ST PAUL, Minn. — As the threat from hackers and other cyberspace criminals rises in Minnesota, the state is ramping up efforts to prepare for the worst.
The Legislative Commission on Cybersecurity, which has oversight of those ongoing efforts to bolster defenses, was briefed Monday on expanded efforts to coordinates state and local planning and responses.
Much of the meeting was devoted to how the state's IT division, known as MN IT, is preparing for the types of massive cyberattacks that would cripple key government functions.
Deputy IT Commissioner John Israel said the effort has been ongoing for years to help state agencies develop plans for recovering from a digital invasion.
"We've been working to help state agencies inventory and prioritize their online systems," Israel told lawmakers.
"That is to say, whether it's those really critical priority one systems that need that immediate recovery, all the way down to priority four that could take 30 days or more, but the agency could continue to operate without if needed."
He said the agency will roll out its "Whole of the State" plan Tuesday, an initiative that will include grants to local units of government facing increasing numbers of cyberattacks and ransomware infections.
The panel also heard from Maj. Peter Kapelanski of the Minnesota National Guard's 177th Cyber Protection Team. He said National Guard cyber units around the country have been called on dozens of times in recent years, mostly to help with local units of government dealing with ransomware and data breaches.
Maj. Kapelanski said the team is available to lend expertise and personnel to the state except during those times when they're activated by the Dept. of Defense and deployed to a federal mission. One of those missions is on the near horizon, but efforts will continue to coordinate with government partners that may reach out to the 177th.
Minnesota IT has been tasked with a large new workload resulting from sweeping measures passed by lawmakers in the 2023 session. That includes the creation of new agencies such as the Office of Cannabis Management and the Department of Children, Youth and Families that will need internet connectivity and cybersecurity.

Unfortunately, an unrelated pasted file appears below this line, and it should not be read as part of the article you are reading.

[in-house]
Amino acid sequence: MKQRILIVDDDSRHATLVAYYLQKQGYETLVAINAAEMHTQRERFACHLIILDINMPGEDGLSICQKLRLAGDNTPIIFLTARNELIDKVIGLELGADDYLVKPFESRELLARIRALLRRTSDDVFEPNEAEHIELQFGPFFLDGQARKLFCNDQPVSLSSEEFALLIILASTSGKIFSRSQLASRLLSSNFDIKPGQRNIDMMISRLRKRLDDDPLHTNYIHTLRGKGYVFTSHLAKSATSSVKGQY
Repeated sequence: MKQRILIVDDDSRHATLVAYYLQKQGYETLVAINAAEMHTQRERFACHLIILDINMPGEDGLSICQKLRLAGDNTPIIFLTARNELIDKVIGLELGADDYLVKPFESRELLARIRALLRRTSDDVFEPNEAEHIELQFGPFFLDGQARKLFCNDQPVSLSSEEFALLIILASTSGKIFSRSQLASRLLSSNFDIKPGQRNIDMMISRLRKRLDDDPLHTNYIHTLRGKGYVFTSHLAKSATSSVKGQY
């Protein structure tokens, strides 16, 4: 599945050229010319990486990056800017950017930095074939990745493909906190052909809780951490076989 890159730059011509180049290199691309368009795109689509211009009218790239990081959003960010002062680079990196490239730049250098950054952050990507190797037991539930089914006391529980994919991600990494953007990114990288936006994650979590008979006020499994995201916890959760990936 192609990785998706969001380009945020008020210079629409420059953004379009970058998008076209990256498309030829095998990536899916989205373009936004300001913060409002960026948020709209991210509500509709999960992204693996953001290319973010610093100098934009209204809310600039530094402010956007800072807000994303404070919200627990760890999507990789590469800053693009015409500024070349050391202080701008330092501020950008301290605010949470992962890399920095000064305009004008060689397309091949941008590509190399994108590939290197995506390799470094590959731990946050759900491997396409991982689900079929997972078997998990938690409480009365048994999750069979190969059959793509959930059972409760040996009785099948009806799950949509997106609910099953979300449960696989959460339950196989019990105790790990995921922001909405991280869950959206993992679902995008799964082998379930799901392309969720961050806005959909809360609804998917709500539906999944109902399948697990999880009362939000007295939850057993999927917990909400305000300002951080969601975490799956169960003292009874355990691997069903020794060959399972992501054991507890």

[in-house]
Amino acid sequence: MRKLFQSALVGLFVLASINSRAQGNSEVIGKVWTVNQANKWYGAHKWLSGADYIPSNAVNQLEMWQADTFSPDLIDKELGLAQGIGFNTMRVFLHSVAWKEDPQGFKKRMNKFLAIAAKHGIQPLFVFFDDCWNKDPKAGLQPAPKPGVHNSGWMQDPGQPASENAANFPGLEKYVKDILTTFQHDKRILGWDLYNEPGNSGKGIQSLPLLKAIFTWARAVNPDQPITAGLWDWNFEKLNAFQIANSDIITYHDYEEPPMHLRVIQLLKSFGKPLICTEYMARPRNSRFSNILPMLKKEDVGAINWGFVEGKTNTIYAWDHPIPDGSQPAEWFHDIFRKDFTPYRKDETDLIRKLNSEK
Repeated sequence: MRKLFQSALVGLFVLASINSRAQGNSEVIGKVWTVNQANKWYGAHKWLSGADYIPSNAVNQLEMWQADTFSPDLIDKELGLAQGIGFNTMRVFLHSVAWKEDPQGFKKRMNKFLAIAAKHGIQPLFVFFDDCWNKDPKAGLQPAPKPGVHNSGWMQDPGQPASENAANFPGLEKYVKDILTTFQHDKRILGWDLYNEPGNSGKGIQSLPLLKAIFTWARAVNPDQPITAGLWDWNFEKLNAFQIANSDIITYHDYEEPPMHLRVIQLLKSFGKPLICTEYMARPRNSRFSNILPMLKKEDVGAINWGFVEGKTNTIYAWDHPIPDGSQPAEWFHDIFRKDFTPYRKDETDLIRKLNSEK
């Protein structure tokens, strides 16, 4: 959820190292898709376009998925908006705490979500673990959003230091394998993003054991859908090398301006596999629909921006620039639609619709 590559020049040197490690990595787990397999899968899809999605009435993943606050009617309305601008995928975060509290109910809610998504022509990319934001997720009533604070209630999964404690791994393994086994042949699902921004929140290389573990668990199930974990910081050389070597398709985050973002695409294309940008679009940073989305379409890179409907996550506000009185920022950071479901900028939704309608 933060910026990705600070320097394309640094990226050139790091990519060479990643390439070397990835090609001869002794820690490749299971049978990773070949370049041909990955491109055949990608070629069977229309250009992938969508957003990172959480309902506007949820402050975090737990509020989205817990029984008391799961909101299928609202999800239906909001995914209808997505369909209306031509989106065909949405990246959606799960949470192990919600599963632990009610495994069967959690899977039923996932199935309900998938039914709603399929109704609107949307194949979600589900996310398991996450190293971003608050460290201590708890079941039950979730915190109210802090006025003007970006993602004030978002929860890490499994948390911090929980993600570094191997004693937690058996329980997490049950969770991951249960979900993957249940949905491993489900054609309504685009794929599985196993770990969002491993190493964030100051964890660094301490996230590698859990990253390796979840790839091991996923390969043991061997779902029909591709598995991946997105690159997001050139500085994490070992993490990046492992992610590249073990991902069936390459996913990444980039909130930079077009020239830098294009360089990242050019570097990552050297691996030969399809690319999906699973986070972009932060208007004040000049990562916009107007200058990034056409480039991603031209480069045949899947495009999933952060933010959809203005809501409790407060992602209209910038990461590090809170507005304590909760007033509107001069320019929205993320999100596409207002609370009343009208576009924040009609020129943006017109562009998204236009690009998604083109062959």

The Dept. of Human Services is going through a major overhaul when it comes to technology, and soon to follow will be the new Paid Family Leave Insurance system.
Deputy MN IT Commissioner Jon Eichten shared a new development on the marijuana front.
"We expect to sign a contract either today or tomorrow with a licensing system provider, a provider that's been successful in a number of other states, particularly on the west coast and Mountain West," Eichten said.
Data privacy and A.I.
Unfinished business from last session includes a bill from Rep. Steve Elkins, a Bloomington Democrat, to give people more control over their private data held by corporations.
"It says consumers ought to be able to ask a company what data it has about them, and be provided with a copy of it," Rep. Elkins explained.
"It allows consumers to opt out to having any of their data sold to data brokers, for categories of sensitive personal data that would include anything related to biometrics, location, any kind of that personal, sensitive data."
Elkins also serves on the National Conference of State Legislatures Task Force on Artificial Intelligence, Cybersecurity and Privacy. That group has been exploring issues touching on how A.I. is being used by the private sector to screen consumers applying for a variety of services.
"The company making a decision about whether you're going to get this apartment, or this insurance rate ought to be able to tell you in plain English why you didn't get it, and what you'd have to do to improve your score next time. If it's purely a black box and nobody can explain how it's working, or how it came to that decision, then it's an inappropriate use of the technology."